The Graph Of Programming Langauges

1 Jul

I wanted to see which programming languages are linked to the largest number of programming languages around today. Someone with a better understanding of programming languages – could you tell me more about how the color coded groups are structurally different from one another? I have a vague idea but don’t want to spout nonsense here. I had no idea about the importance of Haskell until I did this so I am glad I took the time to create this map. The node size represents the number of connections. The bigger it is, the more influence it has had. This does NOT mean these languages are “better” in any way. It simply means languages with large nodes have more connections to other languages than languages with smaller nodes. As always, be careful in your interpretation. I’ve also noticed that some nodes should be different colours – but one has to draw the line somewhere. There are also some problems with graphings things like this as there will be ambiguity.

Again – this is not accurate! I’m just demonstrating how information can be visualised. A more accurate graph could be drawn from better, more complete information.

Order of operations:

1. Went to

2. Entered:

?p a
<; .
?p <; ?influenced.

3. Touched up here:

4. Imported into excel, further formatting. Export .CSV. Used a combination of Force Atlas and Fruhterman-Reingold layouts.

5. Export in Preview (click to enlarge).

Force Atlas + Force Atlas 2 + Fructerman-Reingold algorithm

Using Fruchterman-Reingold algorithm.

Update: Since I made the last two graphs, I have done another showing the various language paradigms using the information available on Freebase. Click to enlarge or click here for dynamic zoom (recommended).

A different take: The Graph Of Programming Paradigms

Again, keep in mind the limited dataset – this is only an exercise in exploration!

18 Responses to “The Graph Of Programming Langauges”

  1. No Reply July 6, 2012 at 2:15 am #

    Objective-C should be a brown dot; it’s a simple Smalltalk implementation grafted onto C.

    • Griff July 6, 2012 at 2:26 am #

      Yes, you’re quite right. After I looked at the communities in more detail, I realised there are a few colours in the wrong places. I think Wikipedia has some of the influences not entirely correct either. I would take the accuracy of my diagram with a pinch of salt for sure!

  2. lapinferoce July 9, 2012 at 6:17 pm #

    i just love it ! that’s so great !! good job !

  3. Chris Ford (@ctford) July 10, 2012 at 2:02 am #

    Nice graph. I’m surprised Erlang is so unconnected though…

    • Griff July 10, 2012 at 2:03 am #

      Yes, I noticed that too – the data is quite incomplete I found. It is a proof-by-concept though. I’m working on some bigger things relating to this which I hope to publish soon. Thanks for stopping by.

  4. Daniel Lyons July 10, 2012 at 2:17 am #

    Looks great! Going to look even better printed out. One thing though: Prolog seems to be missing from the Force Atlas graph, but is present in the second one.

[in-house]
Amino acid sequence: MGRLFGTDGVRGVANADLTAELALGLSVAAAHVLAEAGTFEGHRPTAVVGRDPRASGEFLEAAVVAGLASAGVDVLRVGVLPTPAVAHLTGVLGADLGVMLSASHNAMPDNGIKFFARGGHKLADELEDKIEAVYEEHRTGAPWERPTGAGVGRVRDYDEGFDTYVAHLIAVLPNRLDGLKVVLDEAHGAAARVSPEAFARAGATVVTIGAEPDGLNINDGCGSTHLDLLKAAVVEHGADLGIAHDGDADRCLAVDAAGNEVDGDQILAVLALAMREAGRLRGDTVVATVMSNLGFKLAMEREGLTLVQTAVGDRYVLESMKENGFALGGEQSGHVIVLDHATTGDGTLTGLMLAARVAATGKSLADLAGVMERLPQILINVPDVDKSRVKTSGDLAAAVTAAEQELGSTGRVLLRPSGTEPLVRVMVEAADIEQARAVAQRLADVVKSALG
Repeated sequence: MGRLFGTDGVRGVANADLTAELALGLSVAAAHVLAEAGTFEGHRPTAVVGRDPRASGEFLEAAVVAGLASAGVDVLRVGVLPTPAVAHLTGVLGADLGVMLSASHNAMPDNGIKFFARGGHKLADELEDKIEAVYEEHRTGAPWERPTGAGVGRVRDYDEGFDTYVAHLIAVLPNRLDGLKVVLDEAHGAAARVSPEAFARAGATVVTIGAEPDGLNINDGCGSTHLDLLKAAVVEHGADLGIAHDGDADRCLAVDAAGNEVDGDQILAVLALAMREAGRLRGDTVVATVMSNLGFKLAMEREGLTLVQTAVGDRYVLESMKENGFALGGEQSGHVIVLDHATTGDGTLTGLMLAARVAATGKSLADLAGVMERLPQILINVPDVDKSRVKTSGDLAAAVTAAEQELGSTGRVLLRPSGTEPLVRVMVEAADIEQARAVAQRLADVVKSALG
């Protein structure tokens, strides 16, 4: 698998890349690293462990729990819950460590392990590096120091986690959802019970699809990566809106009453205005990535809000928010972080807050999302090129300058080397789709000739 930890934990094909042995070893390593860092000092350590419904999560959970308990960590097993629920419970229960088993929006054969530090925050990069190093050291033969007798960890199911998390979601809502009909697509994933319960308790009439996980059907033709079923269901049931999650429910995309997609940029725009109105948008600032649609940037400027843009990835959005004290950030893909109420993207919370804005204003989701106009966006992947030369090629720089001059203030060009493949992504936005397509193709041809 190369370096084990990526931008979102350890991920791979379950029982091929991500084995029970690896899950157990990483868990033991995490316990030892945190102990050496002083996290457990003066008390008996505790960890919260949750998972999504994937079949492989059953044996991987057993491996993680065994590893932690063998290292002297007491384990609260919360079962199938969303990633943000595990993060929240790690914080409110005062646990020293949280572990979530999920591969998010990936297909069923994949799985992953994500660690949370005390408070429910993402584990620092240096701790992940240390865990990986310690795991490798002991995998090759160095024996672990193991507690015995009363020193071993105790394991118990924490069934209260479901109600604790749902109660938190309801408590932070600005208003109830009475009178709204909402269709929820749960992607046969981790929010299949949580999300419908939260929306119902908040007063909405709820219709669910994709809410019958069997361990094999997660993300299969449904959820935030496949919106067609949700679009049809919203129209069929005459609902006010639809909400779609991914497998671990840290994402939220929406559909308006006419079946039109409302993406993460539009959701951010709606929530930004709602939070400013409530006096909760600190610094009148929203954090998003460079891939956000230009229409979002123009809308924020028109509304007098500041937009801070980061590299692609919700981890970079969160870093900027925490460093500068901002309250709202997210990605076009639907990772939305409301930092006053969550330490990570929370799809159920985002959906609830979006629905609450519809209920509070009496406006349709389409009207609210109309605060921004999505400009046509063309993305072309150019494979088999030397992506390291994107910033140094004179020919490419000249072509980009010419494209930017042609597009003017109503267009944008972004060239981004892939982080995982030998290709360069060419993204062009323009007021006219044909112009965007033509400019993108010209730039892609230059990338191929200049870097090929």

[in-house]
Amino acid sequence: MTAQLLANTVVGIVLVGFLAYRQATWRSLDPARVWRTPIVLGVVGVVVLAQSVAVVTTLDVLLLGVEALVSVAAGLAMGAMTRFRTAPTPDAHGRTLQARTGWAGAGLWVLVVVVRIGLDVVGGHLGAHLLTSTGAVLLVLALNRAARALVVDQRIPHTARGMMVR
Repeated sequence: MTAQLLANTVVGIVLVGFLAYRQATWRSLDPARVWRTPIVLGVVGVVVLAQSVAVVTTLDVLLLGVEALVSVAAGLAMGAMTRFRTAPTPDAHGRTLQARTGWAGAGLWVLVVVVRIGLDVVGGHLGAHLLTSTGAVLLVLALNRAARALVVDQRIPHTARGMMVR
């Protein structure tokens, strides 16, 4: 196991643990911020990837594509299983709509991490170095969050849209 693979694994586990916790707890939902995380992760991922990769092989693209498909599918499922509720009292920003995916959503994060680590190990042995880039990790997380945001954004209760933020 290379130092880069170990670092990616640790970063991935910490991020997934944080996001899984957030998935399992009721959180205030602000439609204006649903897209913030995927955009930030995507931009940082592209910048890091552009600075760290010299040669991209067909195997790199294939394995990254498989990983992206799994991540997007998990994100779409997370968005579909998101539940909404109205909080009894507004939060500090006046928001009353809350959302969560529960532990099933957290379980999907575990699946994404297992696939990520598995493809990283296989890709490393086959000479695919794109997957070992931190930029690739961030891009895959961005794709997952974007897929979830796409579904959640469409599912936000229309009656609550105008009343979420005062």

5. Adrian Hoe  (@hoeadrian) July 10, 2012 at 10:15 am #

    Please correct me if I am wrong. I learned that Ada was conceptualized after Steel-man language requirement, Algol68 and Pascal. The DoD together with its contractors drafted many language requirement, Steel man was the final specification and then Ada was born.

    • Griff July 10, 2012 at 12:07 pm #

      I don’t have sufficient knowledge to correct you! The links are somewhat dubious as “influenced” is quite a subjective metric. In order to do this properly, I would need a few months – which unfortunately I don’t. You got me learning about Steel-man and Algol a bit more though – thanks. 🙂

  6. fidelml July 12, 2012 at 11:17 am #

    I found that you have put Postcript there, but not TeX, or LaTeX!!!! 😦

    • Griff July 12, 2012 at 3:30 pm #

      “I” didn’t put anything, anywhere. I downloaded whatever Wikipedia had listed and graphed it – as is discussed in the post. Every dataset on this site is incomplete as outlined in the disclaimer at the top of the page.

  7. Ned July 17, 2012 at 9:58 am #

    Haskell… influencing everything and used by no-one.

    • Griff July 17, 2012 at 10:01 am #

      How can something influence everything but be used by no one? Haskell’s life force is in the things it influenced surely 😉

      I see your point though. might have something to say on this too.

      • Aphidman July 19, 2012 at 2:25 pm #

        Maybe Haskell is the Velvet Underground of programming languages. They say that the Velvet Underground only sold 10,000 records, but everyone who bought one went out and started a rock band.

  8. Alexandru F August 29, 2012 at 5:44 pm #

    hey Griff, shouldn’t be around there the Programming Language ABAP? the one created and used by SAP?

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  10. 2thinkso April 3, 2014 at 10:44 pm #

    think you forgot cyclone a c derivative

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